Too much space around subject.

Too much space around subject.

 

 

 

Too much “air” space.

You don’t want a lot of space around your subject. It creates the feeling that the space is more important than your subject.

 

Having  “odd” forms growing out of your subject’s head.

This can create unintended humor. Check for wayward plants, ornaments, or other items that appear to have taken root on your subject’s head.

Head growths.

Head growths.

Not sufficient lead space.

Not sufficient lead space.

Leaving too little “lead” space.

If your subject is facing left or right, you want to frame him so there’s more space in front of him than behind. This creates a natural flow from your subject’s eyes to what he’s looking at off screen.

Blank wall photo by Paul
Backgound clutter photo by Mikel Daniel
Too much space photo by Laurie
Head growths photo by Jehane
Too little lead space photo by Gianpaolo Fusari

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Ten Common Mistakes to Avoid When Using Your Camcorder.

camcorder mistakes

For those of you who are new to doing video interviews for a life story, here are some common mistakes to avoid.

  1. Failure to read the manual. First and foremost know how to use your camcorder.  Read the manual.  Practice, practice, practice.  And then practice some more!
  2. Failure to use the color balance. Don’t want blue or green looking skin?  Learn how to set the color balance, which will improve your picture color.
  3. Dead batteries. Make certain your batteries are fully charged and that you have an additional back-up battery.
  4. Failure to check electrical outlets for AC hum. If you’re using an electrical outlet to power your camcorder, check to make certain that you’re not getting an electric “hum” on your audio.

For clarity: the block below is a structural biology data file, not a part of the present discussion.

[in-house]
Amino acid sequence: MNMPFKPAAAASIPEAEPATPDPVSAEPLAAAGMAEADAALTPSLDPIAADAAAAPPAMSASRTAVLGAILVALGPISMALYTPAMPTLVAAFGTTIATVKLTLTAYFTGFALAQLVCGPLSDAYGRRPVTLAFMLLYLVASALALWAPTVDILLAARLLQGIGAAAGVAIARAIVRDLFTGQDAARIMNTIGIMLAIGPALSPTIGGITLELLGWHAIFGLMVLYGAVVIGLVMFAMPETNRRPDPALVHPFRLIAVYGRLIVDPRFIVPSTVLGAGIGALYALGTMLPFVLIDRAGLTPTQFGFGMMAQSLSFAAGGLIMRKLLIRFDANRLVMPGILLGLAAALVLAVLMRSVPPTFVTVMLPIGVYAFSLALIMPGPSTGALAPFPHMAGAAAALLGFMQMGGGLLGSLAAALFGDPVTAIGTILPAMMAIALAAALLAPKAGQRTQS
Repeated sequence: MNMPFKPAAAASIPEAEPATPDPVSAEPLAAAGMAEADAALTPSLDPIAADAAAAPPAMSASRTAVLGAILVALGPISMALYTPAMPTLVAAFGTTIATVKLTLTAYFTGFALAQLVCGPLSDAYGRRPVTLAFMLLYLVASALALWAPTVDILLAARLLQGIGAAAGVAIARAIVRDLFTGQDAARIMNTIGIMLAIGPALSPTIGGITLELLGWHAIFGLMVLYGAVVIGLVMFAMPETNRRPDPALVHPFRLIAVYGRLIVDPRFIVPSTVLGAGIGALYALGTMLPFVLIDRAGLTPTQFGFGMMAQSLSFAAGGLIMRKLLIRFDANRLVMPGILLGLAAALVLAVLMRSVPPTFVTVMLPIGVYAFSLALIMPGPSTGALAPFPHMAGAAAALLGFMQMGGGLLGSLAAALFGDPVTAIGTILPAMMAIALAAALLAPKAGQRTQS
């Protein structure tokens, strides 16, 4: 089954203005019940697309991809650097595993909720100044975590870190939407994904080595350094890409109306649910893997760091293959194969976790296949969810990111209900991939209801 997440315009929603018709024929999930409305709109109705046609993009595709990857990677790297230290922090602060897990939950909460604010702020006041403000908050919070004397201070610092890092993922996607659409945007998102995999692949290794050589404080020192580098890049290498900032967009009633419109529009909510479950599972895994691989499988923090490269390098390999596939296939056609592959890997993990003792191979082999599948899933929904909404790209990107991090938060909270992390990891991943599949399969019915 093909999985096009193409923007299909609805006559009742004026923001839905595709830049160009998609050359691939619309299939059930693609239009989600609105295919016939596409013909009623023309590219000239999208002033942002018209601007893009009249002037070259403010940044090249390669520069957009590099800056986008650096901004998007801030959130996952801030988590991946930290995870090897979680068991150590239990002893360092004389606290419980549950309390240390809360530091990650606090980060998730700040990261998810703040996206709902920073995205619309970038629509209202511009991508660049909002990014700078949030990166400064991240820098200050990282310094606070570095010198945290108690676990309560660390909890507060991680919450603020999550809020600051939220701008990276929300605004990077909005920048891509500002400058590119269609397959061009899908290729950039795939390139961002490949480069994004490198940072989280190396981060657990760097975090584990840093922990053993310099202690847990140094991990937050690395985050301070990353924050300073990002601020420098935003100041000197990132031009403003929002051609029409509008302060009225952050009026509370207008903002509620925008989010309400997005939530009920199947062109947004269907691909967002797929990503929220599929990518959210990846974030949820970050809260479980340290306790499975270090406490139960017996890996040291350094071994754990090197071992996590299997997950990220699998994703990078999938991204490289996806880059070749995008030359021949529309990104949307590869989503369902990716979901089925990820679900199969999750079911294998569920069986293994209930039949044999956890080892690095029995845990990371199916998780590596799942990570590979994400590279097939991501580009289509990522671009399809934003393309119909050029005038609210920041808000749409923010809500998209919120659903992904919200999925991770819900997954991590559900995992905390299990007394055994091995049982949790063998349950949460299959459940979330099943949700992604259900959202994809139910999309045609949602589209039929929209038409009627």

5. Dirty lens. Nothing marres a picture more than a spot or smudge.  Always clean your camera lens with a lens cleaning solution and lens tissue.
  6. Out of focus. Check to make sure your subject is in focus. Use the manual rather than the auto focus.
  7. Incorrect exposure. Make certain to check your exposure so that your subject is neither over or under exposed.
  8. Incorrect Recording Mode. You can choose from SP (standard play) and LP (long play). Use SP mode. It allows for downloading to computer and provides a better picture.
  9. Failure to monitor audio quality. Use a good quality lavaliere microphone if your camcorder has an external mic terminal. If it doesn’t, then make sure that you place the camera no more than 4 feet from your subject. Also try to record in a room that is quiet, one with rugs, drapery and padded furniture.
  10. Leaving a cassette in the camcorder. Rewind your tape when you’re finished and remove it from the camcorder. Failure to do so can cause the tape to become slack or damaged.

In future posts I’ll be talking about proper composition and lighting for your interviews.

Photo by Aleksi Aaltonen

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Put Some “Zip” into Your Next Video Life Story.

For some professional polish or a light-hearted touch, consider using some royalty free stock footage in your next video life story. I found a great list of stock footage sites that Apple – QuickTime assembled.  These providers charge a fee for downloading clips, which ranges from $10 to $60 and up.  For more information click here.

If your  budget is really tight be sure to check out The Internet Archive. They have over 2,000 public domain films and they’re all free!